The Internet is described as being situated "at a fascinating juncture between the public and the private sphere." The murder by police of cyber-militant Khaled Said in 2010 became both a symbol and a rallying point for this new arena of protest and dissent after being broadcast and going viral online. However, Filiu urges against getting carried away with the notion that social networks are always a central driver of revolution, with a skillful placing of Twitter users into events that were also determined by the more old-fashioned techniques of mass protest and civil disobedience.
The revolutions symbolize, in Filiu's mind, a "unique way to get out of the patriarchal mould" of the Arab regime. The protestors are both fed up with the ruling elite and in no mood to replace them with something similar. Islamists, often seen as the natural alternative to fill the vacuum left by the fall of authoritarian leaders, are also challenged by the new era ushered in by the revolutions. Although religious places were used as meeting points both prior to and during many of the uprisings, this was more of a reflection of the realities that most other spaces were under close internal surveillance. For worried observers of Western news coverage, Filiu reassures the reader that shouting "Allah-u-akbar" during moments of collective excitement is "not proof of religious fervour" and is much like a football fan's chant.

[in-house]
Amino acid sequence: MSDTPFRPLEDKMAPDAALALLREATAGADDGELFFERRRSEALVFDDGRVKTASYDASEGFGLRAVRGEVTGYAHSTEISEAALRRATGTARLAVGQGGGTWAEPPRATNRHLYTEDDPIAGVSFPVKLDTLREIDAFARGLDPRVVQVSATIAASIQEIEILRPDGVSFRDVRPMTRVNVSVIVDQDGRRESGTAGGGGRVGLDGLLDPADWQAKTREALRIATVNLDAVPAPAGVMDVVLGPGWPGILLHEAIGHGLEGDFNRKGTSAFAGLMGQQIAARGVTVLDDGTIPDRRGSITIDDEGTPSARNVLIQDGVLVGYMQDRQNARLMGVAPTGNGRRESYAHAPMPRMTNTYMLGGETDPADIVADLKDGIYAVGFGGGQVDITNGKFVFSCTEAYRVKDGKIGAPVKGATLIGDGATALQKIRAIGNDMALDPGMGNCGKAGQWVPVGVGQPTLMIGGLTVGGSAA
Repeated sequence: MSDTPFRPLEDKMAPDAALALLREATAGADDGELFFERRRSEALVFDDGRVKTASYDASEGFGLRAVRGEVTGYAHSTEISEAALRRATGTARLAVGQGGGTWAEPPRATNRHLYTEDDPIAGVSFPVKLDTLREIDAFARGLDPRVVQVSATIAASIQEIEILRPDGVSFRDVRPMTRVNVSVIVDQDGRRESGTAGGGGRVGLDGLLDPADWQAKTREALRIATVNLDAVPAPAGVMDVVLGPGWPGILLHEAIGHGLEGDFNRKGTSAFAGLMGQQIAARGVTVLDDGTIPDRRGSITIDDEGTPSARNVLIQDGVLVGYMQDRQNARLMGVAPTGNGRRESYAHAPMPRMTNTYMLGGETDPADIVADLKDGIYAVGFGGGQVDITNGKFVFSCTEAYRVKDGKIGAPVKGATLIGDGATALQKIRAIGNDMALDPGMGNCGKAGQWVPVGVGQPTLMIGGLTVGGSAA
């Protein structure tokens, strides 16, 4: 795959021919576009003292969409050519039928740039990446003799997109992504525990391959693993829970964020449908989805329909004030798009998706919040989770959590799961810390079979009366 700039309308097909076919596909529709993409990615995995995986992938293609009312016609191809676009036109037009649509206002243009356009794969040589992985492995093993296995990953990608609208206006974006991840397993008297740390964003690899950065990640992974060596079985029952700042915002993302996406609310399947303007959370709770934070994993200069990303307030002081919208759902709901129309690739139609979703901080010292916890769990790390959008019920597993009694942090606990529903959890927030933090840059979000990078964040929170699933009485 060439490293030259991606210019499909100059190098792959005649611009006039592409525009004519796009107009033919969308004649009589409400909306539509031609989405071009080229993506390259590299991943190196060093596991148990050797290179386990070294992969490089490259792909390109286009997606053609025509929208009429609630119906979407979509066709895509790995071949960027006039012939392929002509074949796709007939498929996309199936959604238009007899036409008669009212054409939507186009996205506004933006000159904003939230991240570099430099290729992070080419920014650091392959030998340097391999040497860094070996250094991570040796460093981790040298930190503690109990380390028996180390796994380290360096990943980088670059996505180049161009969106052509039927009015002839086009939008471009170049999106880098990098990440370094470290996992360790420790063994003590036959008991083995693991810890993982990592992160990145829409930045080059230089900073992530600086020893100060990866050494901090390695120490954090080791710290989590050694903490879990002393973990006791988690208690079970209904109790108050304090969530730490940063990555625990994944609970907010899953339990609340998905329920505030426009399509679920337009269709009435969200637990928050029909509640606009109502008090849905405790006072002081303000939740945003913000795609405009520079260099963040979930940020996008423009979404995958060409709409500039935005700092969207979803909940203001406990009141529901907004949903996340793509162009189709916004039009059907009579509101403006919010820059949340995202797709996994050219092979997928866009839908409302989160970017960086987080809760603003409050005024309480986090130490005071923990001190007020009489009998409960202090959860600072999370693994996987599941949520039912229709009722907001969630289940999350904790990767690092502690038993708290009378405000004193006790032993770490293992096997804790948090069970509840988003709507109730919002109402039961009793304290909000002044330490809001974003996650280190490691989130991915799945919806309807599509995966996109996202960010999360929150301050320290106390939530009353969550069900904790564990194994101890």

The book only briefly touches on the role of external international actors. Filiu is scathing of Washington, bemoaning that "after decades of American support for the autocrats, mere benign neglect by the US is already perceived as a relief." The book is also largely focused on Tunisia and Egypt, with events having moved so quickly that Filiu is not up to date enough to cover Gaddafi's fall. This means that Libya is used to highlight the limits of grassroots dynamics to an armed insurgency, a shortfall that in reality NATO airpower and over 20,000 sorties helped to correct. Backed by a strong set of appendices, Filiu's short but concise work is an important introduction into what is sure to be an expansive debate aimed at understanding the Arab revolutions.
Every Friday, HuffPost's Culture Shift newsletter helps you figure out which books you should read, art you should check out, movies you should watch and music should listen to. Learn more